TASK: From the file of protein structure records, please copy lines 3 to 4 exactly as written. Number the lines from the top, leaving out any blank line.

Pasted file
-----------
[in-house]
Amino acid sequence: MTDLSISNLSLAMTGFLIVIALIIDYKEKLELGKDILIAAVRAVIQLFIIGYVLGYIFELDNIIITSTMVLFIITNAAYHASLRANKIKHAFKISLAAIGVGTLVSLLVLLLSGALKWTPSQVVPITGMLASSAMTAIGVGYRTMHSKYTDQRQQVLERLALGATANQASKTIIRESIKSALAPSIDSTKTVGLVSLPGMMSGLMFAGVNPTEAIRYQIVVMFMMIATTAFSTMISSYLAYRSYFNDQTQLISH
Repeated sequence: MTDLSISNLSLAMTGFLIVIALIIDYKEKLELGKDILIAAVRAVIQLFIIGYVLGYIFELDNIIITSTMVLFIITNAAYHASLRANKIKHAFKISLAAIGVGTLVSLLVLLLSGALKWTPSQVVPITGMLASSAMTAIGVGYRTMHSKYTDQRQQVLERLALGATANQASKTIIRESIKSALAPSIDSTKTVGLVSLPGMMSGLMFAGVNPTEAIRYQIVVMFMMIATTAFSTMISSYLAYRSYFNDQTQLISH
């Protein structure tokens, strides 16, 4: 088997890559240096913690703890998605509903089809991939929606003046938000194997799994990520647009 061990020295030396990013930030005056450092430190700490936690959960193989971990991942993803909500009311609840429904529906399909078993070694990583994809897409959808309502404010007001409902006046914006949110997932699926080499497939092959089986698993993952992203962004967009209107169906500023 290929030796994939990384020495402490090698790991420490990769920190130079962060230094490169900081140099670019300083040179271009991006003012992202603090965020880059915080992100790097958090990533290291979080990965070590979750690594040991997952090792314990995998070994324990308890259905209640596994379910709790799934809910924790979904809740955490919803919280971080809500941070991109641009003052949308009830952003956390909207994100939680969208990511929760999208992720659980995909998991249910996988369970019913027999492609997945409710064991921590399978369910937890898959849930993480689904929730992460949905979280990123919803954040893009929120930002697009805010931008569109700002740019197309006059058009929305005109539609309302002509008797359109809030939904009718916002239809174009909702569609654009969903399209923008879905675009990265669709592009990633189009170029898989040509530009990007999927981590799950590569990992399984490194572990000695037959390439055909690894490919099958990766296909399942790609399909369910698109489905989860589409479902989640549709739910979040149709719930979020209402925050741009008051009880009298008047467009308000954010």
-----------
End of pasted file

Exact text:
Repeated sequence: MTDLSISNLSLAMTGFLIVIALIIDYKEKLELGKDILIAAVRAVIQLFIIGYVLGYIFELDNIIITSTMVLFIITNAAYHASLRANKIKHAFKISLAAIGVGTLVSLLVLLLSGALKWTPSQVVPITGMLASSAMTAIGVGYRTMHSKYTDQRQQVLERLALGATANQASKTIIRESIKSALAPSIDSTKTVGLVSLPGMMSGLMFAGVNPTEAIRYQIVVMFMMIATTAFSTMISSYLAYRSYFNDQTQLISH
């Protein structure tokens, strides 16, 4: 088997890559240096913690703890998605509903089809991939929606003046938000194997799994990520647009 061990020295030396990013930030005056450092430190700490936690959960193989971990991942993803909500009311609840429904529906399909078993070694990583994809897409959808309502404010007001409902006046914006949110997932699926080499497939092959089986698993993952992203962004967009209107169906500023 290929030796994939990384020495402490090698790991420490990769920190130079962060230094490169900081140099670019300083040179271009991006003012992202603090965020880059915080992100790097958090990533290291979080990965070590979750690594040991997952090792314990995998070994324990308890259905209640596994379910709790799934809910924790979904809740955490919803919280971080809500941070991109641009003052949308009830952003956390909207994100939680969208990511929760999208992720659980995909998991249910996988369970019913027999492609997945409710064991921590399978369910937890898959849930993480689904929730992460949905979280990123919803954040893009929120930002697009805010931008569109700002740019197309006059058009929305005109539609309302002509008797359109809030939904009718916002239809174009909702569609654009969903399209923008879905675009990265669709592009990633189009170029898989040509530009990007999927981590799950590569990992399984490194572990000695037959390439055909690894490919099958990766296909399942790609399909369910698109489905989860589409479902989640549709739910979040149709719930979020209402925050741009008051009880009298008047467009308000954010």